Trees, soils, and warthogs – distribution of services and disservices from reforestation areas in southern Ethiopia

Anja Byg*, Paula Novo, Mengistu Dinato, Awdenegest Moges, Tewodros Tefera, Bedru Balana, Teshale Woldeamanuel, Helaina Black

*Corresponding author for this work

Research output: Contribution to journalArticle

12 Citations (Scopus)
6 Downloads (Pure)


Conservation projects have often been criticised for creating global benefits while causing negative impacts on local livelihoods. Ecosystem services approaches have been seen as one way to change this by focussing explicitly on maintaining ecosystems for human well-being of stakeholders at various scales. However, ecosystem services approaches have often ignored trade-offs between groups of people and issues of power and do not automatically lead to better outcomes in terms of human well-being. Here we report on a study on the impacts of reforestation projects with an explicit focus on human well-being in three communities in southern Ethiopia. We investigated the distribution of services and disservices from reforestation using qualitative methods. Results showed that the services and disservices from reforestation were distributed unequally across space and wealth groups resulting in widespread dissatisfaction with existing reforestation projects despite the explicit focus on human benefits. To improve outcomes of reforestation it is necessary to acknowledge and manage disservices adaptively, include issues of power and make trade-offs transparent.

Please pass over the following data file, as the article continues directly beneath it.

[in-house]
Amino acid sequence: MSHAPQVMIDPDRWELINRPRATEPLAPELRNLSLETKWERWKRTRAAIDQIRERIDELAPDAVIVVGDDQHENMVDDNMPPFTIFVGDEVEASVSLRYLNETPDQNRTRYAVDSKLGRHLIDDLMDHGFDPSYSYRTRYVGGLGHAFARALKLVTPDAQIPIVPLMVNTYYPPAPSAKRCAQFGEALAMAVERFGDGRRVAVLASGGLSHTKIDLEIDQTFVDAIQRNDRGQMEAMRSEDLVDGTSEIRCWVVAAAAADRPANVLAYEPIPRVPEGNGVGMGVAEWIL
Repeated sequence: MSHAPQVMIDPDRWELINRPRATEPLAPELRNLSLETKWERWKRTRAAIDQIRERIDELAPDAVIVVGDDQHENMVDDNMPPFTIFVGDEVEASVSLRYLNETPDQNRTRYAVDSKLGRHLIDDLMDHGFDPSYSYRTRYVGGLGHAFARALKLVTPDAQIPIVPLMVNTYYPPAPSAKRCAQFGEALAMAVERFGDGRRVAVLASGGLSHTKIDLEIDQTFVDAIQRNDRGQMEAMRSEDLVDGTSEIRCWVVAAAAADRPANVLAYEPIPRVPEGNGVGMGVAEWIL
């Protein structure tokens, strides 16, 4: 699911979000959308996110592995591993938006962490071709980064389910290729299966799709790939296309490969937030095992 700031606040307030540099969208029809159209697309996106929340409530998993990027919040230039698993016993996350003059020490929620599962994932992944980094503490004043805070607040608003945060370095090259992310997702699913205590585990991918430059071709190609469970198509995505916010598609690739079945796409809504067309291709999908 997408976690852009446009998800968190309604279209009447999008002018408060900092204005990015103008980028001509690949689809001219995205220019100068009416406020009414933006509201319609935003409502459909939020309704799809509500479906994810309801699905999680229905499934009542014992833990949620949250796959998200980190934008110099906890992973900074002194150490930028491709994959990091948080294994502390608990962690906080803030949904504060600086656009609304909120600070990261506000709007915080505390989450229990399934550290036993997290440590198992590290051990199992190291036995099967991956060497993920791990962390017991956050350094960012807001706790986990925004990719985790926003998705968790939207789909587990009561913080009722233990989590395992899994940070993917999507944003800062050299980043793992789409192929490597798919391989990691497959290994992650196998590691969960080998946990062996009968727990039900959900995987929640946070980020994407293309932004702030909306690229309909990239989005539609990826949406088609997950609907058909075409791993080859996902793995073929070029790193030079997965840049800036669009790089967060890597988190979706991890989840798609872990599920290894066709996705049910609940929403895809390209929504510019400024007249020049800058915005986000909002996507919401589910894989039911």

Original languageEnglish
Pages (from-to)112-119
Number of pages8
JournalForest Policy and Economics
Early online date7 Jun 2017
Publication statusPrint publication - 1 Nov 2017
Externally publishedYes


  • Conservation
  • Ecosystem services
  • Reforestation
  • Trade-offs

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